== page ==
‘Debitum Naturae’, (The Debt of Nature) is the documentation of organic matter, mostly flowers, as it deteriorates over time, and too a visually beautiful comment on our own mortality. The series was produced by Frans Smit, who is currently completing an artist’s residency in New York City while concluding this body of work.
A collaborator of Frans’s, multidisciplinary artist Chantel Woodman, was invited by Michelle Martinez of Shell’s Loft to work in residency at her space in New York after seeing her works at Bronze Age in Woodstock, Cape Town. After sharing Frans and Chantel’s plans to collaborate, he too was invited to work from the residency producing a show, “New Africa, South York”, which they did over 3 months. ‘Debitum Naturae’ will make up part of the show which will first be revealed at a viewing this Thursday and later officially at the opening on 6 June in New York City.
For ‘Debitum Naturae’, Frans patiently captured the unremarkable day-to-day changes of flowers as they decayed, and then overlayed the images revealing the gradual changes, once virtually imperceptible to the human eye, as significant. As with the human body, it’s only in retrospect that we notice the extent of our physical degeneration over time.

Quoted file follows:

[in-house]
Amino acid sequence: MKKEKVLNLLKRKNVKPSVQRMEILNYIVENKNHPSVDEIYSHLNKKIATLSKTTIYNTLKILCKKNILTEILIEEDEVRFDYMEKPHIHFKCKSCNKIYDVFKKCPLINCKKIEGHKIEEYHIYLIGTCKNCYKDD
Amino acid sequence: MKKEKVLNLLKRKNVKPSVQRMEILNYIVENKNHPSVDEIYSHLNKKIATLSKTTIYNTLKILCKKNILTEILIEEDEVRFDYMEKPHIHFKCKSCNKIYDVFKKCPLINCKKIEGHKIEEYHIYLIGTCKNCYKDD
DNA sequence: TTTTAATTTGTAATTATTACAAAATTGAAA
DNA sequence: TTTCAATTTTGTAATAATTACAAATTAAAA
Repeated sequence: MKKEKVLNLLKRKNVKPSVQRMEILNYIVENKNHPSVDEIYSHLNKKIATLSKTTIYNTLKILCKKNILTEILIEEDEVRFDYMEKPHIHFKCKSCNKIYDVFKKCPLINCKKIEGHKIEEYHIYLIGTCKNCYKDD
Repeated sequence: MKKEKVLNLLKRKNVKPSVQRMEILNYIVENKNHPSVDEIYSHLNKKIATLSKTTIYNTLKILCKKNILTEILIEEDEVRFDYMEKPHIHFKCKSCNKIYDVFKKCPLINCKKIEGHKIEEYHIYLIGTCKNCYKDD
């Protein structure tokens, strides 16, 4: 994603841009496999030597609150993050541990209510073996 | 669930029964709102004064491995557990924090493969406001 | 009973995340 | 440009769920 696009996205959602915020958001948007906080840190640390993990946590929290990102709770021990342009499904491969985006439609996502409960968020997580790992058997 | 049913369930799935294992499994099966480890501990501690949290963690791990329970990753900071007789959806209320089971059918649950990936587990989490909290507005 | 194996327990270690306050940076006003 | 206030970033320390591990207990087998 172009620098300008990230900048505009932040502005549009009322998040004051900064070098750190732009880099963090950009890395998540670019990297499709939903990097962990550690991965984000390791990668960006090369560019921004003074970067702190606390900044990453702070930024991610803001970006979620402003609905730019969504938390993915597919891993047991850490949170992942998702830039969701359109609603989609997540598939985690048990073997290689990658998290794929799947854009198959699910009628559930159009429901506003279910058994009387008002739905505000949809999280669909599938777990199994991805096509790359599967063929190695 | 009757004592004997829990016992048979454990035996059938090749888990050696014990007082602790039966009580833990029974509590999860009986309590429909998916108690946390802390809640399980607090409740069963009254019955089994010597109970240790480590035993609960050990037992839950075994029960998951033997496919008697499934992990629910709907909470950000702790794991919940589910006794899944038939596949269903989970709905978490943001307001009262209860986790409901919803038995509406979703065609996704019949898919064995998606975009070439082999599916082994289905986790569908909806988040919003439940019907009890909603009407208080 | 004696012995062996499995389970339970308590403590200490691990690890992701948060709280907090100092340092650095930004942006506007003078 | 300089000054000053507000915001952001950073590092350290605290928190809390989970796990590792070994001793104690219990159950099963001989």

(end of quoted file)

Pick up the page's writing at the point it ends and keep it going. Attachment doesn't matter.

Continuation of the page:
In order to achieve his desired effect, Frans photographed each still life every day at the same time, and in the same way. He digitally superimposed each version in different opacities which creates an X-ray-like image. The withered stems, leaves and petals are presented as one with the ghostly visions of their previous forms. By doing this, Frans says, “the single image is then rendered a symbol of both life and the inevitability of our own mortality.”
The photographic images are accompanied by oil paintings of the same floral arrangements.
Find more of Frans’s work at www.franssmit.co.za.